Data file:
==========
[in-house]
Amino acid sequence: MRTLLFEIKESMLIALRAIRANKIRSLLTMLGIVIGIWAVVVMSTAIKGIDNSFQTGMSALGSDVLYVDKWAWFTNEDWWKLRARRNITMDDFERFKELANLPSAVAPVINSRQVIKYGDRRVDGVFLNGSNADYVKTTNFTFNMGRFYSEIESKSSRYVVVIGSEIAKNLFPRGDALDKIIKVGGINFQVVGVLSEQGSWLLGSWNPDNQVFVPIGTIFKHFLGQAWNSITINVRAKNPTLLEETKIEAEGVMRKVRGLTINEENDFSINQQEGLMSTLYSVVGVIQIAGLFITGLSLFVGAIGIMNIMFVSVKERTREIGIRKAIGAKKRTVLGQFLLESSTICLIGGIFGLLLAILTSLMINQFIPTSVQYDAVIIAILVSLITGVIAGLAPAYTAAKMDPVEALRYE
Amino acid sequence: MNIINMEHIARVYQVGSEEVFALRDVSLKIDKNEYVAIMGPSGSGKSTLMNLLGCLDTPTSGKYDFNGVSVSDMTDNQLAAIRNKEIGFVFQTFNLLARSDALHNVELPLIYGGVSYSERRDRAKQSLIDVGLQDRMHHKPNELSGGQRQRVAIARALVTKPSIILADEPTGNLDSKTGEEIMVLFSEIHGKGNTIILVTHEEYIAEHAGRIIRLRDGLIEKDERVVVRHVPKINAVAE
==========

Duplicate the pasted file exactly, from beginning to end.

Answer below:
[in-house]
Amino acid sequence: MRTLLFEIKESMLIALRAIRANKIRSLLTMLGIVIGIWAVVVMSTAIKGIDNSFQTGMSALGSDVLYVDKWAWFTNEDWWKLRARRNITMDDFERFKELANLPSAVAPVINSRQVIKYGDRRVDGVFLNGSNADYVKTTNFTFNMGRFYSEIESKSSRYVVVIGSEIAKNLFPRGDALDKIIKVGGINFQVVGVLSEQGSWLLGSWNPDNQVFVPIGTIFKHFLGQAWNSITINVRAKNPTLLEETKIEAEGVMRKVRGLTINEENDFSINQQEGLMSTLYSVVGVIQIAGLFITGLSLFVGAIGIMNIMFVSVKERTREIGIRKAIGAKKRTVLGQFLLESSTICLIGGIFGLLLAILTSLMINQFIPTSVQYDAVIIAILVSLITGVIAGLAPAYTAAKMDPVEALRYE
Amino acid sequence: MNIINMEHIARVYQVGSEEVFALRDVSLKIDKNEYVAIMGPSGSGKSTLMNLLGCLDTPTSGKYDFNGVSVSDMTDNQLAAIRNKEIGFVFQTFNLLARSDALHNVELPLIYGGVSYSERRDRAKQSLIDVGLQDRMHHKPNELSGGQRQRVAIARALVTKPSIILADEPTGNLDSKTGEEIMVLFSEIHGKGNTIILVTHEEYIAEHAGRIIRLRDGLIEKDERVVVRHVPKINAVAE